All we can say is wow! July’s employment report was stellar by almost any measure; you have to go back to the 1980s to see job growth numbers of this magnitude. The US added 943,000 jobs in July on top of the 938,000 added in the previous month. The unemployment rate fell to 5.4%, down from 5.9% last month. We were pleased to see that many returning workers were previously classified as long-term unemployed, which historically have been the most difficult to bring back into the labor force. Wages increased during the month at a 4% annual rate, which was incredible considering that many job gains have been in traditionally lower-wage industries.
Business and consumer demand are pushing economic growth to levels not seen since the post-World War 2 period. GDP growth in the second quarter clocked in at 6.5% after a 6.3% print during the first quarter of the year. As strong as this number is, growth was severely constrained by lingering supply chain issues. Both ISM surveys noted record-low inventory levels providing continued demand as businesses replenish stocks to sustainable levels. In July, inventory shortages from supply chain issues dampened the ISM Manufacturing index, which fell to 59.5 from 61 the previous month. The ISM Services index, much less dependent on foreign supply chains, surged to 64.1%, a record for the series, as the service economy fully reopens. Both series pointed to record-level demand and an improving labor market.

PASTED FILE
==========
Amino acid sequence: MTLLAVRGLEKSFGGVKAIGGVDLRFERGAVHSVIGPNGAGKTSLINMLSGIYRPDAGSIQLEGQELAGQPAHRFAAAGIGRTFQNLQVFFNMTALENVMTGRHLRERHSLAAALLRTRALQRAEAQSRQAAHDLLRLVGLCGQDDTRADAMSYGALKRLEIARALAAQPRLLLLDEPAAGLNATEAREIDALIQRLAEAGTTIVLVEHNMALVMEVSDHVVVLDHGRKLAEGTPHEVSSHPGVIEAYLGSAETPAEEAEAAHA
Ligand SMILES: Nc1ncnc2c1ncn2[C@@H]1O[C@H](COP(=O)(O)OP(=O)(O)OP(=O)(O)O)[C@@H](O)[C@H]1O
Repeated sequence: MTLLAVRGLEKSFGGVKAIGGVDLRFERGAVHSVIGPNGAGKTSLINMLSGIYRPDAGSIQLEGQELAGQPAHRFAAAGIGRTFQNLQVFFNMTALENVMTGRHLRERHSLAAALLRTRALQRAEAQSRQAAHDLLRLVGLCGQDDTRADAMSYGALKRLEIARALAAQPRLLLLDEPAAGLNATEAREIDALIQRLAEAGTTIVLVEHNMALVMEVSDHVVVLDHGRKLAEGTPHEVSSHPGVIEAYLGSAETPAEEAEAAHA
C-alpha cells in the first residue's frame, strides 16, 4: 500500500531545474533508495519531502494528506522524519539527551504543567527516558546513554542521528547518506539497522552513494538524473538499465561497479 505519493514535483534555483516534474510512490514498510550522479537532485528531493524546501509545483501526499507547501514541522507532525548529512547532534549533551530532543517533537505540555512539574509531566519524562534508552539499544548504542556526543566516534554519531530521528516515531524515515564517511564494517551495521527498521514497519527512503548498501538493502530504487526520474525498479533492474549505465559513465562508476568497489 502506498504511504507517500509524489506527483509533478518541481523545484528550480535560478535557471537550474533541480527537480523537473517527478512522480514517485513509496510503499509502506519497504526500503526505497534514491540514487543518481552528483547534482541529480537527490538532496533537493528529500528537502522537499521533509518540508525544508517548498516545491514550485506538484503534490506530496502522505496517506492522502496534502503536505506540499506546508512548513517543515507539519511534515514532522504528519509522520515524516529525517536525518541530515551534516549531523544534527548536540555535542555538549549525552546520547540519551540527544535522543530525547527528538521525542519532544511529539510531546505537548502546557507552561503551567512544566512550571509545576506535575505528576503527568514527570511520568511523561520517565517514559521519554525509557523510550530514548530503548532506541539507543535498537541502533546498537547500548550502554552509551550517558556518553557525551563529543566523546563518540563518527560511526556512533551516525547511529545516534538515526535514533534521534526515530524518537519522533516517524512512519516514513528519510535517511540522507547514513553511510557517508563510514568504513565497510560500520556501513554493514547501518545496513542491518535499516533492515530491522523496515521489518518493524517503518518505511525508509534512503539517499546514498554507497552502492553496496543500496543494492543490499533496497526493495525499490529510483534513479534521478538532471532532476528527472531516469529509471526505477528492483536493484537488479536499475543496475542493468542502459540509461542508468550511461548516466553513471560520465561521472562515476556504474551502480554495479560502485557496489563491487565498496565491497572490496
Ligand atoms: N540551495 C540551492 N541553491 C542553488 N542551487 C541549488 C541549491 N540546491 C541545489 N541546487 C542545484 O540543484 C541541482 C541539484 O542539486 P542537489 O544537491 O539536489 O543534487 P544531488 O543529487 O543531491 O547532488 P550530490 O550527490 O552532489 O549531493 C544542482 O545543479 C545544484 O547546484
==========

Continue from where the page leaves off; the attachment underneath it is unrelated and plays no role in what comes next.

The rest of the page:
Of course, the resurgence in COVID cases is a concern, but we expect the latest wave to follow the two-month pattern seen in the United Kingdom. In our view, inflation remains our primary risk to a stable longer-term growth path for the economy. We saw higher than expected CPI prints in March through July, surprising even central bank officials. Recent Federal Reserve comments have sounded less confident about the transitory nature of the increases, only adding to our angst. While our concern goes up with every additional month of data, most of the outsized gains still appear to be related to sectors affected by supply chain issues or are in previously depressed areas of the economy. We are also watching income growth for any signs of a wage-price spiral which could change consumer’s expectations of future inflation. This happened most dramatically during the 1970s as workers demanded cost-of-living adjustments to offset the effects of ever-higher prices. If US Treasury rates are any indication, the market is not the least bit concerned about the recent inflation numbers. Our call continues to be for a return to a more reasonable 2.5% – 3% inflation regime which is in the sweet spot to generate sustainable growth.
Bottom Line: Economic growth has surprised even the most bullish of economic forecasters. We believe above-trend growth will continue at least through the remainder of the year, given the level of demand at both the consumer and business levels. Labor markets will continue to improve over the coming months as the jobs available in the market far exceed job seekers. We continue to watch inflation indicators for any signs of a sustained breakout. Our current call is for a healthy 2.5%-3% inflation level over the longer term.